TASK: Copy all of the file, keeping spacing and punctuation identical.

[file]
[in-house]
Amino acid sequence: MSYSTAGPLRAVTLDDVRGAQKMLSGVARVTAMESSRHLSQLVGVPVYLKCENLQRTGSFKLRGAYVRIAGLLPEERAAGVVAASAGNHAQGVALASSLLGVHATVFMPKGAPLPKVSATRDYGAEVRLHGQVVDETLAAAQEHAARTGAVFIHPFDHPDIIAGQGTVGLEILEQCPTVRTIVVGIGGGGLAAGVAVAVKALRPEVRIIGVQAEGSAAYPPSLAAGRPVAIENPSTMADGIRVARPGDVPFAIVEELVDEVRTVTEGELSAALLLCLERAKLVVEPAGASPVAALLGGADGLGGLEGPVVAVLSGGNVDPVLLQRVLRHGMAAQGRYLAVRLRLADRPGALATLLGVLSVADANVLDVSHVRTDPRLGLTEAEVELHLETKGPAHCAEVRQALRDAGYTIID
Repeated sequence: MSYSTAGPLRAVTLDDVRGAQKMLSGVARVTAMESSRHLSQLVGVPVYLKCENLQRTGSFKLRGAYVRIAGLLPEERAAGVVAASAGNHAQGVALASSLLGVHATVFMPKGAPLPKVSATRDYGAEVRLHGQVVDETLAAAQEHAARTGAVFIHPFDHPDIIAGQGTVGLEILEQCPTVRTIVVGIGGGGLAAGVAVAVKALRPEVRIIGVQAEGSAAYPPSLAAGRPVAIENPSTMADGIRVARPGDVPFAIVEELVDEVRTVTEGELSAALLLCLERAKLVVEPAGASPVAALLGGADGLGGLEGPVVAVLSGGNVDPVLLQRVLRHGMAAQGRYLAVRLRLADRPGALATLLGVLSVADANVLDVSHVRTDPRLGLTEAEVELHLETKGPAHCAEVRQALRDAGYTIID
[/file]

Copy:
[in-house]
Amino acid sequence: MSYSTAGPLRAVTLDDVRGAQKMLSGVARVTAMESSRHLSQLVGVPVYLKCENLQRTGSFKLRGAYVRIAGLLPEERAAGVVAASAGNHAQGVALASSLLGVHATVFMPKGAPLPKVSATRDYGAEVRLHGQVVDETLAAAQEHAARTGAVFIHPFDHPDIIAGQGTVGLEILEQCPTVRTIVVGIGGGGLAAGVAVAVKALRPEVRIIGVQAEGSAAYPPSLAAGRPVAIENPSTMADGIRVARPGDVPFAIVEELVDEVRTVTEGELSAALLLCLERAKLVVEPAGASPVAALLGGADGLGGLEGPVVAVLSGGNVDPVLLQRVLRHGMAAQGRYLAVRLRLADRPGALATLLGVLSVADANVLDVSHVRTDPRLGLTEAEVELHLETKGPAHCAEVRQALRDAGYTIID
Repeated sequence: MSYSTAGPLRAVTLDDVRGAQKMLSGVARVTAMESSRHLSQLVGVPVYLKCENLQRTGSFKLRGAYVRIAGLLPEERAAGVVAASAGNHAQGVALASSLLGVHATVFMPKGAPLPKVSATRDYGAEVRLHGQVVDETLAAAQEHAARTGAVFIHPFDHPDIIAGQGTVGLEILEQCPTVRTIVVGIGGGGLAAGVAVAVKALRPEVRIIGVQAEGSAAYPPSLAAGRPVAIENPSTMADGIRVARPGDVPFAIVEELVDEVRTVTEGELSAALLLCLERAKLVVEPAGASPVAALLGGADGLGGLEGPVVAVLSGGNVDPVLLQRVLRHGMAAQGRYLAVRLRLADRPGALATLLGVLSVADANVLDVSHVRTDPRLGLTEAEVELHLETKGPAHCAEVRQALRDAGYTIID